Family therapy is a broad category that contains many different approaches. One of the most effective and widely-practiced forms of family therapy is known as systemic family therapy, and it was pioneered in the 1970s by therapists like Murray Bowen and Virginia Satir.

The foundational belief of systemic family therapy is that individual family members form parts of a whole, or a system, and that their individual patterns of thinking, feeling, and behaving have to be understood within the context of that family system. For example, rather than having problems with her brain chemistry, an anxious or overachieving child may actually be playing a role that is required of her by an unhealthy family system.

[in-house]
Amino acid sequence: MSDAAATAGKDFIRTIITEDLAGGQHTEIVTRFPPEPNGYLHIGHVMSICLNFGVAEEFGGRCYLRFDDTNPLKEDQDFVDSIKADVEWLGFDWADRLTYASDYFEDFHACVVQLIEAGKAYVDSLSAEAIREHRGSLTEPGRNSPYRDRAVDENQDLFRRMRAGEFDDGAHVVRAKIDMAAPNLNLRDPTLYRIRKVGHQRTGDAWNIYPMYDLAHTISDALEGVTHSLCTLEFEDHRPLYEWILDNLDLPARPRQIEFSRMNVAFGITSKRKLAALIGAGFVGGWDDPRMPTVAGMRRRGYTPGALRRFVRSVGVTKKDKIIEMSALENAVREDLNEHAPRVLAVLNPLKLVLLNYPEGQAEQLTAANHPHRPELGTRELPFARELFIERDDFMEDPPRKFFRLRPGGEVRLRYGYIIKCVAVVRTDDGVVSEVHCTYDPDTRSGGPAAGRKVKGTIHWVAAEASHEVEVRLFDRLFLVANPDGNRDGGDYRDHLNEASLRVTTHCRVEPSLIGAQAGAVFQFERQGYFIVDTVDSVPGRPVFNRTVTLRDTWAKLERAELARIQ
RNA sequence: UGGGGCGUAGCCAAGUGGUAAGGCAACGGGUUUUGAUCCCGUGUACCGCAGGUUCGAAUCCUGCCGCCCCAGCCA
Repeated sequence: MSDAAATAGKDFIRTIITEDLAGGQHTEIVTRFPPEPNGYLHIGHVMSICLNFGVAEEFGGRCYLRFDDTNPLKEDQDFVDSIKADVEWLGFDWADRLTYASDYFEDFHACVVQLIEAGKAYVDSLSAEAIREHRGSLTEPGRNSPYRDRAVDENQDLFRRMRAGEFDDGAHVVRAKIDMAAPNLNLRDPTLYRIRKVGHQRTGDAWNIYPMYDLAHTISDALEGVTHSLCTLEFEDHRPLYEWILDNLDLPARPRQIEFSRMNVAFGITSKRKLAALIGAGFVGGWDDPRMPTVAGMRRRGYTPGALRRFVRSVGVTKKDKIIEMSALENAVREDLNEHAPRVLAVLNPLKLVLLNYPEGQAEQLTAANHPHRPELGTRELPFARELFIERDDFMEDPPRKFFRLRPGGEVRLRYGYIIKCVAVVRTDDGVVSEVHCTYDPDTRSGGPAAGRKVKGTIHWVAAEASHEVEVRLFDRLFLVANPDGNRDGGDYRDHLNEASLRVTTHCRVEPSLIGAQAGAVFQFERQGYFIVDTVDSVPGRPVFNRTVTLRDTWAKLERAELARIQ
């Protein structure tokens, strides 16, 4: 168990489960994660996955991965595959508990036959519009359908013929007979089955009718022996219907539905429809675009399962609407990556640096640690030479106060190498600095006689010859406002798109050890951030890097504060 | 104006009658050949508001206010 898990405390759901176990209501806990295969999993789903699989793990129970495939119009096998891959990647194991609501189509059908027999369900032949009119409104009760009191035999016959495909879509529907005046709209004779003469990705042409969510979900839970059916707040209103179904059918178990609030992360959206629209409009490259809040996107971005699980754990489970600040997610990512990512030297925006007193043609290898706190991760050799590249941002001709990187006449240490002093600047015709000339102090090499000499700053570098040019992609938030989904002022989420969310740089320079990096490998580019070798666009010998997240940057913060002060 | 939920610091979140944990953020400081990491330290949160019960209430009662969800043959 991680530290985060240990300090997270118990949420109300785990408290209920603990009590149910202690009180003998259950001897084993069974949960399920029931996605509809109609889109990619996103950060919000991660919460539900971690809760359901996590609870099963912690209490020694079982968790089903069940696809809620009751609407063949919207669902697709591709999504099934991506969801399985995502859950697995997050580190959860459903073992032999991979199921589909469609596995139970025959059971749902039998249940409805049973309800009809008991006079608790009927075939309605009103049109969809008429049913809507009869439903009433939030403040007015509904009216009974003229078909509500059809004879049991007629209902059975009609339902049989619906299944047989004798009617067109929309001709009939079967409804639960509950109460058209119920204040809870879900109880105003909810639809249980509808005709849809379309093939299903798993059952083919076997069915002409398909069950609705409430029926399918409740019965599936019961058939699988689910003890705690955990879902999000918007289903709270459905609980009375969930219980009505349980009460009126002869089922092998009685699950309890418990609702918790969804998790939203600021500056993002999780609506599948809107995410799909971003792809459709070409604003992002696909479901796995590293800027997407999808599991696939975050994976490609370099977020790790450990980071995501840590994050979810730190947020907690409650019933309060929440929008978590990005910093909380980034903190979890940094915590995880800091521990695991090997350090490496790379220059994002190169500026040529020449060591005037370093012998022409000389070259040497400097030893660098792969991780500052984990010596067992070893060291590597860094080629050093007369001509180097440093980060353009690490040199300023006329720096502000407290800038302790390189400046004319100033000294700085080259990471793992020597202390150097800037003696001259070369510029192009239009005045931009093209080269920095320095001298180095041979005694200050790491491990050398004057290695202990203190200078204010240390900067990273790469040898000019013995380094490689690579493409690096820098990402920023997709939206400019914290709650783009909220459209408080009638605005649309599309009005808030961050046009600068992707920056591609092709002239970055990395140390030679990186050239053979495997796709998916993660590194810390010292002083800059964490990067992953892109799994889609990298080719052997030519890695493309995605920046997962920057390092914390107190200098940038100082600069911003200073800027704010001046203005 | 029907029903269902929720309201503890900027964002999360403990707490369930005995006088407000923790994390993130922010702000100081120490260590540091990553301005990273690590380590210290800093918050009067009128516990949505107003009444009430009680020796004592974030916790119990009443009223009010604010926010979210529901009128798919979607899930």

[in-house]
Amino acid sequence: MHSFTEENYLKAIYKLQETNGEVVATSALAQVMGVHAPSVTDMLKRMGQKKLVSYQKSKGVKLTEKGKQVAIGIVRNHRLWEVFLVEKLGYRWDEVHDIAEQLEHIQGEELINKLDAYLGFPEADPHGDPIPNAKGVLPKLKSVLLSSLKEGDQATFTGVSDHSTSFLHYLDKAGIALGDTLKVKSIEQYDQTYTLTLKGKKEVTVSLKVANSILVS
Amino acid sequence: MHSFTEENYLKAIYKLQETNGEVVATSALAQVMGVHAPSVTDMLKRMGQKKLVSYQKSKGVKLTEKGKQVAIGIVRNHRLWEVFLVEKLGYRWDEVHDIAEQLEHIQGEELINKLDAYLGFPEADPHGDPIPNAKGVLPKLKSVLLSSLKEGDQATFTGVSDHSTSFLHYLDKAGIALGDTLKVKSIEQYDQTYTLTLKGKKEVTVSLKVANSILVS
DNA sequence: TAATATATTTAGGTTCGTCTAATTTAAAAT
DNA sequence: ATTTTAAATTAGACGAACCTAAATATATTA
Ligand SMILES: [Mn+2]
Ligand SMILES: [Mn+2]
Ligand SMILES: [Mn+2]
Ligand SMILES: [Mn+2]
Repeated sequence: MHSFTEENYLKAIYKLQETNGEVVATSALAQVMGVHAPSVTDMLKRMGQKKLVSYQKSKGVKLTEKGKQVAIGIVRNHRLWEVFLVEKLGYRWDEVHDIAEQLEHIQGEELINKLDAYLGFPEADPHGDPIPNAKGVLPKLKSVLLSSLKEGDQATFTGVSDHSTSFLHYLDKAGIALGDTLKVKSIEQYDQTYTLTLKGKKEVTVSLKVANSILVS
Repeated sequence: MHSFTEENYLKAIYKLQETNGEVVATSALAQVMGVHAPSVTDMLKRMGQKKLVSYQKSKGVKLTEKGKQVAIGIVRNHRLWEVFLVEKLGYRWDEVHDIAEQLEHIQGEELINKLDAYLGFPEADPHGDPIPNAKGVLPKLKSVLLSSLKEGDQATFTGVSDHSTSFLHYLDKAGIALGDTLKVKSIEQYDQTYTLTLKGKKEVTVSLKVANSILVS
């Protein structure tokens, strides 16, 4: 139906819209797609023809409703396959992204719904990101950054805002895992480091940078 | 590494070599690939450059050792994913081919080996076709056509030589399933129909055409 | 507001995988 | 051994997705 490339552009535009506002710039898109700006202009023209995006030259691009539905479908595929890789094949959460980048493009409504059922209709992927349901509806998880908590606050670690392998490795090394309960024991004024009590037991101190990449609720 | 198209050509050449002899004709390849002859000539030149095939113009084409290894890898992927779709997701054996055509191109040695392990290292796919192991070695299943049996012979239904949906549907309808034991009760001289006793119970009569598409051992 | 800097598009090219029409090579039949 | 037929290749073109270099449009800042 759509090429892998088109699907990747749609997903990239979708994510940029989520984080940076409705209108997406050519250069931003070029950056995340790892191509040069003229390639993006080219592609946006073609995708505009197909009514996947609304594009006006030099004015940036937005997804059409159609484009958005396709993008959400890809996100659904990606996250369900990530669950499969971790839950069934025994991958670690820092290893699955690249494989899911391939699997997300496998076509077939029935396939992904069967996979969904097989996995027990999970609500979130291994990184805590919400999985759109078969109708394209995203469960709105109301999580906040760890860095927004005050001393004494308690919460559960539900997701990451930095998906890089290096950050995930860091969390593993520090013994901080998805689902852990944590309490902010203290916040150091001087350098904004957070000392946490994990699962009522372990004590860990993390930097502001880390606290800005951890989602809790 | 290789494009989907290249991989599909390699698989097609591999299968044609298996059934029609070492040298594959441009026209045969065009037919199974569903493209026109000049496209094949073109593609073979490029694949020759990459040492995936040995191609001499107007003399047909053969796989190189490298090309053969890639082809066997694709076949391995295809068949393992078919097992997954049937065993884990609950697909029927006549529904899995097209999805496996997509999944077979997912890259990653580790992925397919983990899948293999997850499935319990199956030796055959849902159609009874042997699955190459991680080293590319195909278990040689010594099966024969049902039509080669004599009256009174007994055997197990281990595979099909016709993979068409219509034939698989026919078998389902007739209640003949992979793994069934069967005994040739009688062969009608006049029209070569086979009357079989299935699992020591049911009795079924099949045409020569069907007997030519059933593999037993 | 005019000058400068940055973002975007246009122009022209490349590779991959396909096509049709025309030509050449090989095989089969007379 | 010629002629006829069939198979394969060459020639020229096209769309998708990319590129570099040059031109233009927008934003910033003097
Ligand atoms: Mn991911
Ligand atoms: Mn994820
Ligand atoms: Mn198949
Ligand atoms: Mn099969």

There are two main goals in systemic family therapy. The first is to work with each family member to increase their ability to manage their own thoughts, feelings, and behaviour - without trying to control the thoughts, feelings, and behaviour of other family members. The second goal of family therapy is to increase effective communication within the family. If family members can take responsibility for their own stuff without trying to control other family members, and they can communicate effectively, then they can work together to establish a newer, healthier family system.